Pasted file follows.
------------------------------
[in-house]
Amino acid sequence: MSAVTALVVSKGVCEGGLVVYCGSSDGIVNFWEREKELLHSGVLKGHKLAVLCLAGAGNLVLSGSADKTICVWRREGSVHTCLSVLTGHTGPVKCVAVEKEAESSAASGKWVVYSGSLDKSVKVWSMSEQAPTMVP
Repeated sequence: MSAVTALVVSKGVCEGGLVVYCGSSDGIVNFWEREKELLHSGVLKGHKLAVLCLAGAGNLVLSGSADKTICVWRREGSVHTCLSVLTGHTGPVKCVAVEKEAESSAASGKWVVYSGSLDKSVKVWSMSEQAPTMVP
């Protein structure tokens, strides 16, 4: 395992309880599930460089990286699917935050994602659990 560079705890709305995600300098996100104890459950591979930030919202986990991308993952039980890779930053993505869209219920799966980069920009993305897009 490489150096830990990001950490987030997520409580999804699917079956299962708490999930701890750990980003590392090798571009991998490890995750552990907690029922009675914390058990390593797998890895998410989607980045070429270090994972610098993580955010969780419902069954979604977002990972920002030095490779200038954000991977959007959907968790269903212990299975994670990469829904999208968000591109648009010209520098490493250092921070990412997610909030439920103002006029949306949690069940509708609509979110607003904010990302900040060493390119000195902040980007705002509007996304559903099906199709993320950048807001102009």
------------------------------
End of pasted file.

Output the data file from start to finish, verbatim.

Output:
[in-house]
Amino acid sequence: MSAVTALVVSKGVCEGGLVVYCGSSDGIVNFWEREKELLHSGVLKGHKLAVLCLAGAGNLVLSGSADKTICVWRREGSVHTCLSVLTGHTGPVKCVAVEKEAESSAASGKWVVYSGSLDKSVKVWSMSEQAPTMVP
Repeated sequence: MSAVTALVVSKGVCEGGLVVYCGSSDGIVNFWEREKELLHSGVLKGHKLAVLCLAGAGNLVLSGSADKTICVWRREGSVHTCLSVLTGHTGPVKCVAVEKEAESSAASGKWVVYSGSLDKSVKVWSMSEQAPTMVP
């Protein structure tokens, strides 16, 4: 395992309880599930460089990286699917935050994602659990 560079705890709305995600300098996100104890459950591979930030919202986990991308993952039980890779930053993505869209219920799966980069920009993305897009 490489150096830990990001950490987030997520409580999804699917079956299962708490999930701890750990980003590392090798571009991998490890995750552990907690029922009675914390058990390593797998890895998410989607980045070429270090994972610098993580955010969780419902069954979604977002990972920002030095490779200038954000991977959007959907968790269903212990299975994670990469829904999208968000591109648009010209520098490493250092921070990412997610909030439920103002006029949306949690069940509708609509979110607003904010990302900040060493390119000195902040980007705002509007996304559903099906199709993320950048807001102009």